Algae are unicellular or multicellular photosynthetic and eukaryotic organisms that grow in fresh and salt water. They are an informal group of living organisms that are mainly classified in Plantae and Chromista (photosynthetic protista) kingdoms, and exclude Cyanobacteria, which group the photosynthetic unicellular prokaryotes. Many algae are unicellular organisms, while the most complex and known ones are large multicellular organisms known as seaweed, the precursors of embryonic plants (land plants). Unlike embryonic plants (land plants), algae do not present many of the distinct cell and tissue types like stomata, xylem and phloem that are found in land plants.
In addition to being an essential contributor to oxygen-dependent organisms, producing approximately 50% of the oxygen in the atmosphere of the Earth, the alga is also a valuable model for the evaluation of environmental toxicity.
This article looks at the role of this environmental model in the toxicity testing of water.
What is an Environmental Toxicity Model?
Environmental toxicity can be tested using different model organisms, including alga, Caenorhabditis elegans, and other aquatic models such as zebrafish or daphnia. that can assess the harmful effects of certain chemicals, biological and physical agents on the ecosystem. This is essential to test the impact the by-products of human processes such as industry and agriculture have on living organisms.
Industrial and agricultural waste, sewage, and other harmful substances can all enter the ecosystem and cause water pollution, usually, these contaminants are toxic metals, a variety of chemicals produced by industrial activities, and pesticides used in agriculture. This can harm not only the water we drink and swim in but also cause damage to all the ecosystem, as chemicals present in contaminated aquifers and seas enter the land and aquatic food chains affecting all living organisms. Moreover, some pollutants can concentrate as they move up in the food chain reaching toxic concentrations in top predators such as humans.
Therefore, to manage this problem, many countries set regulatory standards and guidelines for water quality, both for drinking water and water that has been used, known as wastewater. Under these regulations water must be treated so it is fit for human health, not just for drinking but also for general domestic use and environmental safety.
According to this regulatory effort, to establish the minimum quality levels of wastewater for controlling the negative impact on the ecosystem, International standards tests have been determined and validated by the OECD (Organization for Economic Co-operation and Development), working with governments and policymakers to enhance environmental, social, and economic standards internationally. An example of these tests is the Freshwater Algae Growth Inhibition Test, OECD 201.
However, while these standards exist in first-world countries such as Europe and the US, the cost of meeting these standards is prohibitive in many third-world countries. Unfortunately, in these countries, people often do not have even access to fresh drinking water. according to the World Health Organization (WHO), at least 2 billion people obtain their drinking water from a contaminated source.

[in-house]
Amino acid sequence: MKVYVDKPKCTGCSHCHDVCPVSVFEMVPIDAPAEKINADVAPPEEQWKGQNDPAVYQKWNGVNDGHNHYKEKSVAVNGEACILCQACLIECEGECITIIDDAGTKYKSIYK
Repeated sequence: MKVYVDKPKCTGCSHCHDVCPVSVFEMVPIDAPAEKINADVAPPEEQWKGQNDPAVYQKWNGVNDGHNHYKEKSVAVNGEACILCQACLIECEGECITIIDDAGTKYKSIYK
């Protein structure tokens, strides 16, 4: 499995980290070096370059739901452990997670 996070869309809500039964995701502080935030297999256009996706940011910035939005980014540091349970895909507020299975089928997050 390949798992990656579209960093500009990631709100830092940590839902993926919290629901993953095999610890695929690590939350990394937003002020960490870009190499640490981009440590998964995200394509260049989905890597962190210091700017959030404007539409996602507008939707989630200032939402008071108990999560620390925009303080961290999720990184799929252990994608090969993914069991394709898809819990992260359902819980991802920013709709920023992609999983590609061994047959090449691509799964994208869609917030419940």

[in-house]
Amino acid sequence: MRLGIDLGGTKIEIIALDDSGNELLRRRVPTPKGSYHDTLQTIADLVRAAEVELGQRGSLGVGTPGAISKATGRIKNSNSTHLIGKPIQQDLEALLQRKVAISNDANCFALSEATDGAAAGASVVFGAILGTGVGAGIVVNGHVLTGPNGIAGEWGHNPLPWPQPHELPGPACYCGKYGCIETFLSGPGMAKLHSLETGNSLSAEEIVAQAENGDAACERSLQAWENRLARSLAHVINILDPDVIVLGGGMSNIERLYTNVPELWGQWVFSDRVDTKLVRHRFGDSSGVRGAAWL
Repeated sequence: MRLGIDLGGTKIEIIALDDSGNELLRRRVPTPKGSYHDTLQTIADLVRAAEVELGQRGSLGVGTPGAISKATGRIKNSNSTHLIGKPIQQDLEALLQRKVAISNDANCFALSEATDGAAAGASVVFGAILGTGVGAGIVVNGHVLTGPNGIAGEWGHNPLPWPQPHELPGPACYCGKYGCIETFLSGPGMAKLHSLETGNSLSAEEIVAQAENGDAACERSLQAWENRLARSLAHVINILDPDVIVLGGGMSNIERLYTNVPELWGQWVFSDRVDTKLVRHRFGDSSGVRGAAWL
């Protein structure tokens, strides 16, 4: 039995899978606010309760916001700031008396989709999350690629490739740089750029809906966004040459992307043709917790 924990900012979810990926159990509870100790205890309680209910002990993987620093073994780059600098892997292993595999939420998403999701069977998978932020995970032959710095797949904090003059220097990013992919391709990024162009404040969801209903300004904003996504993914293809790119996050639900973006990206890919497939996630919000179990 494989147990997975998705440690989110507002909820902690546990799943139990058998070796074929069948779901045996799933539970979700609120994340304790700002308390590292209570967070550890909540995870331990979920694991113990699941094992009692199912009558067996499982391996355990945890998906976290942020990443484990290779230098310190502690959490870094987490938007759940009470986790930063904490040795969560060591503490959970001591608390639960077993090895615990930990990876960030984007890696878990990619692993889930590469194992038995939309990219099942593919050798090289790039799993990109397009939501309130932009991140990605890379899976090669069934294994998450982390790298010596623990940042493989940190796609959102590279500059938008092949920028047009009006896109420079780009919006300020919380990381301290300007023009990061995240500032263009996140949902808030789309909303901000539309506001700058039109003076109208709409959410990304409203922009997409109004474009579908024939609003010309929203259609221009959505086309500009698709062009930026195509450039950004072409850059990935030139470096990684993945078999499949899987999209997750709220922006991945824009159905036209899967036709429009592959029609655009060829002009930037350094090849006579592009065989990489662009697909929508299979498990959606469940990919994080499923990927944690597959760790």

In sum, the development of environmental toxicity models, such as using alga or daphnia, is crucial for understanding the damage that pollution causes to ecosystems and securing the future of global water supplies, improving public health, and protecting the environment by reduction of contamination.
Alga is a suitable model for aquatic toxicity testing due to its capital role as a primary producer in aquatic ecosystems and the atmosphere oxygenation. In addition, they present several advantages as many algae species are unicellular organisms that are easy to cultivate and reproduce effectively and their growth rate can be indirectly measured by cell count, fluorescent measurement, or optical density. Based on these features, algae-based toxicity testing assays are carried out by measuring the rate of growth of the alga once it is exposed to a harmful substance. Scientists can gauge how a chemical is absorbed by the alga, and if the cells' growth is inhibited, or change in comparison to how they grow in a chemical-free environment. This testing method is one of the most relevant and agreed methods included in the OECD guidelines for the testing of chemicals (Test NO. 201, Freshwater Algae Growth Inhibition Test) and is carried out on species of green microalgae. a
The results of these assays provide valuable information to assess whether a chemical will have a long-term effect on the aquatic environment and whether it meets environmental quality regulations. In addition, testing different pollutant concentrations allow the classification of chemicals according to their levels of toxicity which is a way to identify the harmful effect and their toxicity potential. Moreover, it is also possible to adapt algae species for toxicology assays, making this a cost-effective testing solution.
In conclusion, alga become a powerful model for assessing environmental toxicology and for the control of water quality. Standardized Freshwater Algae Growth Inhibition Test provides an easy, fast to perform and cost-effective method for the control of water pollution that is of capital relevance in the preservation of the environment, and ecosystems and to secure access to high-quality drinking water.
- John J, et al, 10 - Perspectives on zebrafish as a model in environmental toxicology. 2010